Monday, February 01, 2010

Sex and the Super Bowl: Tell CBS ENOUGH

It's one week to the Super Bowl.

You've probably heard already that CBS has accepted $2.8 million from Focus on the Family to run an anti-abortion ad during the most-watched television event of the year. Focus and CBS are trying to dress it up, saying the ad is more a human interest story than an advocacy ad.

Sounds like a wolf in sheep's clothing to me. Although the ad is not available for preview, its storyline is. Florida quarterback Tim Tebow and his mother talk about the supposed circumstances of his birth in 1987. Mrs. Tebow's health was threatened in her late second trimester, and she alleges that medical professionals advised her to have an abortion. She refused...and 23 years later, the world is blessed to have her outstanding football player son.

The story may not be true. The Center for Law and Reproductive Policy says that Mrs. Tebow, who lived in the Philippines at the time, could not have been offered a legal abortion, because it was (and remains) illegal in that country.

But the veracity of the story is only a side point. The fact is that the ad clearly implies that Mrs. Tebow made the right choice, the only moral choice. Ironically, Mrs. Tebow made a CHOICE, something that the anti-abortion Focus on the Family would take away from other women.

The ad will imply that there is one right choice, one moral choice, one choice that is supported by people of faith. That's why the Religious Institute created a letter from national religious leaders opposing it. You can read it here.

Until last week, CBS said it had a policy against advocacy ads. In the past, it has rejected ads from the United Church of Christ on full inclusion, moveon.org, PETA, and others as being too controversial. Just last week, it rejected an ad from a gay dating site as being too controversial for the Super Bowl. Somehow CBS doesn't seem to care that a lot of us find the ubiquitous ads for Erectile Dysfunction or the scantily dressed women in so many of their ads offensive as well.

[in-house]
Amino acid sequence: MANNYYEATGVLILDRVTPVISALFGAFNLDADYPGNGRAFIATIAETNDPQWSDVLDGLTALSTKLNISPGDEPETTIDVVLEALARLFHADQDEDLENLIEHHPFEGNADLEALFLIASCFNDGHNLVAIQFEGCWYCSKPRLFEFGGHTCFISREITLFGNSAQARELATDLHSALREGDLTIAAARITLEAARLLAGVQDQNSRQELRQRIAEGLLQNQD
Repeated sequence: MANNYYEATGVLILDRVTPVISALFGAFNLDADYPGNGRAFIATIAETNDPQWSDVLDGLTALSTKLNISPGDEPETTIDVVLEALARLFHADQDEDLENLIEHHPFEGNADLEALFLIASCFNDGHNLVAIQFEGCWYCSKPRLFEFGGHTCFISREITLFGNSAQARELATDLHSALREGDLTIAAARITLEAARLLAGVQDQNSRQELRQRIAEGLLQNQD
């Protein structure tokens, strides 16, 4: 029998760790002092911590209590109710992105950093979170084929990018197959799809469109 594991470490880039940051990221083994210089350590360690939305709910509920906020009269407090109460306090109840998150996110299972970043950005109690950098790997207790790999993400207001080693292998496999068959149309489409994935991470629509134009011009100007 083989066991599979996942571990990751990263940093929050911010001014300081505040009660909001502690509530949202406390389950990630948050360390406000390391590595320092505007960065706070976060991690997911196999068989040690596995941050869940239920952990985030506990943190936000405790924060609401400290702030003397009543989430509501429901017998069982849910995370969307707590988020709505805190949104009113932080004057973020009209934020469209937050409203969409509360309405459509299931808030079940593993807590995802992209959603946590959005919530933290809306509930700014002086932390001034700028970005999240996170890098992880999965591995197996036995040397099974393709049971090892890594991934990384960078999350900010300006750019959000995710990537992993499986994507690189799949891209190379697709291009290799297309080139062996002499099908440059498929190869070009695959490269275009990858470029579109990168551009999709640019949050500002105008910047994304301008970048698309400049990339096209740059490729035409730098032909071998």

I believe in using television for "teachable moments" with my children -- but really, does any parent need them during a football game?

There's still a chance to tell CBS to JUST SAY NO. Abortion is surely a serious issue that can be debated on public affairs programs, but NOT during the Super Bowl. To those who say that pro-choice advocates should develop their own ad, the reality is that most of those organizations, if they had $2.8 million lying around, would devote it to providing services to women, not on a 30- second TV spot.

Both the Women's Media Center and NARAL have petitions on their websites you can sign. We still have a week to tell CBS ENOUGH. Join me.

6 comments:

Crystal Haidl said...

Possibly more impact would be made, if a typical en masse "focus on the family"-style call-in campaign against the ad to CBS during its airing were strategized. Here is a lengthy but balanced look at the 1996 ruling over the FCC re political abortion ads --candidate madates vs allowances for non-election ads.
http://www.entrepreneur.com/tradejournals/article/53462205_4.html

The Supreme Court's recent ruling that allows corporate freedoms to be = to an individual's 1st Amendment Rights adds to media power.

Cynthia Landrum said...

Good post & good arguments. Thanks. I had trouble with a couple of your links, particularly the first one. You might want to check it.

Cassandra said...

I'm a little surprised you're questioning the veracity of Mrs. Tebow's story. It seems rather petty of you.

Anonymous said...

Signing now. Thank you.

Linda said...

"If one gives an answer before he hears, it is his folly & shame."
Since you (& no one else) has seen the ad, you are making huge leaps in what you assume it says. Isn't not aborting a baby a choice & shouldn't you respect women who made that choice? Be a true pro-choice woman & not just pro-abortion.

Lyn said...

I agree with Linda. I am pro-choice, and that means that I honor women who choose to keep their babies. What is wrong with them telling their stories as well? As you said, whether or not the story is true is a side note. Just because the ad implies it is a moral choice, does not mean it implies it is the ONLY moral choice. I agree that CBS should be consistent. That said, conservatives have as much of a right to get their message out as liberals.